SuperTalk Mississippi

Mississippi College grows dyslexia therapy program

Photo courtesy of Mississippi College, credit: Robby Followell

Hattiesburg is the latest community giving students the opportunity to learn from Mississippi College dyslexia therapists.

MC already offers classes to students through its program on the Clinton campus and at Blue Mountain College. The move to the South Mississippi city signals more growth ahead for MC’s master’s in education in dyslexia therapy.

“There are many students, parents, and schools around the state that will be able to benefit from our program,” said MC School of Education Dean Cindy Melton.

The training sites will cover north, central and south Mississippi as the demand for well-trained therapists continues to expand around the nation. The Hattiesburg site is located at 15 Millbranch Road and will be served by eight to 12 graduate students. The new program in the Hub City should be fully established in early July.

A language-based learning disorder, dyslexia is characterized by poor reading skills and spelling disabilities. About 40 million Americans suffer from dyslexia. That represents 15 percent of the population, but only five percent receive help.

Under a new agreement, Mississippi College leaders say they are pleased to collaborate with the Mississippi Dyslexia Centers, a service provided by the New Summit School. The latest cohort class of therapists will be housed at the Hattiesburg site.

Since 2011, MC signed a similar agreement with Blue Mountain College to house the dyslexia therapy program in north Mississippi. That project began thanks to a grant from Congress.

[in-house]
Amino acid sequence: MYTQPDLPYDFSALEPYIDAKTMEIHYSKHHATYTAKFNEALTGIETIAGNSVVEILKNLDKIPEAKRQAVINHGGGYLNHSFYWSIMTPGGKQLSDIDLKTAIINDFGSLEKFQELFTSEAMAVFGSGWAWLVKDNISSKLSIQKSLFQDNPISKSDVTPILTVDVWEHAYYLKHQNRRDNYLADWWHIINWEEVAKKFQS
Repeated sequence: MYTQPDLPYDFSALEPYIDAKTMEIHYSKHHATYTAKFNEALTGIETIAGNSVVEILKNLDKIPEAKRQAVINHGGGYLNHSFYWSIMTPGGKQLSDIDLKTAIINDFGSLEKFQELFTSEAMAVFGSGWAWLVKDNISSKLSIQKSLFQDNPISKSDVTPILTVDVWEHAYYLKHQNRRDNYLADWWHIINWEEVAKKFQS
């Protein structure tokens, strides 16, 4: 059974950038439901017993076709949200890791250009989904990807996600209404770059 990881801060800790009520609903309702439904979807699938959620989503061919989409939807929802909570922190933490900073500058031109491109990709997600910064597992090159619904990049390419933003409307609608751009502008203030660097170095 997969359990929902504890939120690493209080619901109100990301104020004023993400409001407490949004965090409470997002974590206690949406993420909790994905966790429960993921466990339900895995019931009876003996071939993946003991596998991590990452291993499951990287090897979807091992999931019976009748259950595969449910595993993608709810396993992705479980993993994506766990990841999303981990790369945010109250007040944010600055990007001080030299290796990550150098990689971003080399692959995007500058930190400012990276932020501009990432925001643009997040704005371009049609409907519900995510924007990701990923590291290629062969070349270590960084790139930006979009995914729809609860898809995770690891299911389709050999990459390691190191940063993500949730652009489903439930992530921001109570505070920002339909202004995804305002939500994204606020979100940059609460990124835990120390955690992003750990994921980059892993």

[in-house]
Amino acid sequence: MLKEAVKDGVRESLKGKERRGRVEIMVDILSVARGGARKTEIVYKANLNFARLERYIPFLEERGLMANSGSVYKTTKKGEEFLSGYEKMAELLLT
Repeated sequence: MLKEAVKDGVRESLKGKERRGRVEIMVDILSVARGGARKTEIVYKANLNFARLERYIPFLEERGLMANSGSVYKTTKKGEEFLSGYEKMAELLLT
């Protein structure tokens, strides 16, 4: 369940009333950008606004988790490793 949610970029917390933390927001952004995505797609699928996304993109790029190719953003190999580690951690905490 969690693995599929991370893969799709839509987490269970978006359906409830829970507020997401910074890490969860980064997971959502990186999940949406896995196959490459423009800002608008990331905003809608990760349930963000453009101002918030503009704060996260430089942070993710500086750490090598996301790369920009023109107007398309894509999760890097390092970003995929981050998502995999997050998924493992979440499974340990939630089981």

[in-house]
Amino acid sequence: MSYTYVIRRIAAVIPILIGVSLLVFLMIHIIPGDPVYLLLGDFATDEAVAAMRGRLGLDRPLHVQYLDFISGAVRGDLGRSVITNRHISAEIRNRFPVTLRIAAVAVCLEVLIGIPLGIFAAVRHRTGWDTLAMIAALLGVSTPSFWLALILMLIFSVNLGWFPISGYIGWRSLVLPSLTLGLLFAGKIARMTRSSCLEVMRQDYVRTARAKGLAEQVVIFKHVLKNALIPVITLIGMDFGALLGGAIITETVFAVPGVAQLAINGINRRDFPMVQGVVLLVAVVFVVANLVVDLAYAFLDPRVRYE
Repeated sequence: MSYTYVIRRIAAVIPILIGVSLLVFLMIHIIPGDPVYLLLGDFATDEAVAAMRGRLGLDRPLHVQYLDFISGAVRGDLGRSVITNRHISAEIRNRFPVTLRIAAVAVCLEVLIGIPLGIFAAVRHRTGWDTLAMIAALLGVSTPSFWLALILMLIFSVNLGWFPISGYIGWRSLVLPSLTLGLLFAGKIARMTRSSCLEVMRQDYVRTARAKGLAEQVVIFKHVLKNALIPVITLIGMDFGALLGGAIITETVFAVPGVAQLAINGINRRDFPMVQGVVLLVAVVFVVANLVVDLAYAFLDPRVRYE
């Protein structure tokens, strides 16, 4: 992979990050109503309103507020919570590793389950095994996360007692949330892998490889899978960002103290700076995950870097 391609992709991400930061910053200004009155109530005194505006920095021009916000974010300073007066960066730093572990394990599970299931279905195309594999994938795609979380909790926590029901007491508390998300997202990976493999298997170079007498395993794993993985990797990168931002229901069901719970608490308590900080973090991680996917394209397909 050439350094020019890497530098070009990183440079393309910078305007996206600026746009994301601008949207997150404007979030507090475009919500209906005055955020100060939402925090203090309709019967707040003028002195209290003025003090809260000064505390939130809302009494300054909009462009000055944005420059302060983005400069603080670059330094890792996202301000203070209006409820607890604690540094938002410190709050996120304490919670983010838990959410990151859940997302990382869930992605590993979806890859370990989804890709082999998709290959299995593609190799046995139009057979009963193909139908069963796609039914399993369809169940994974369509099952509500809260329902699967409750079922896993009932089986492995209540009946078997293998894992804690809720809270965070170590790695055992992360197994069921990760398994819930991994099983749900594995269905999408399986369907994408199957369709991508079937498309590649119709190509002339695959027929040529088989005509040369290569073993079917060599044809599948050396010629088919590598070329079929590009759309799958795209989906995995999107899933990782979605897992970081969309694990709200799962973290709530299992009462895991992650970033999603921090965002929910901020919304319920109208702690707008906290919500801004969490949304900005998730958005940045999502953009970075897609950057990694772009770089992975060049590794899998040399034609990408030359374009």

During the summer 2018 semester, in addition to the Hattiesburg site, MC will strengthen its programs in Clinton and Blue Mountain College.

Since its beginning in July 2004, the MC master’s of education in dyslexia therapy has graduated 239 dyslexia therapists. They are working across Mississippi as well as 13 others states and Washington, D.C. The list includes nine Southern states, but others as far away as Arizona, Kansas, Ohio and Washington State.

In addition, dyslexia therapy classes are offered overseas. A recent MC dyslexia therapy graduate student, Desiree Ramsey is working as a lead teacher with the Good Shepherd Christian Academy in Honduras and a 2017 MC graduate of the dyslexia therapy program will soon work two years with orphans in Uganda.

“God is truly expanding the Mississippi College dyslexia therapy program’s field of service,” says Shirley Tipton, the program’s academic coordinator.

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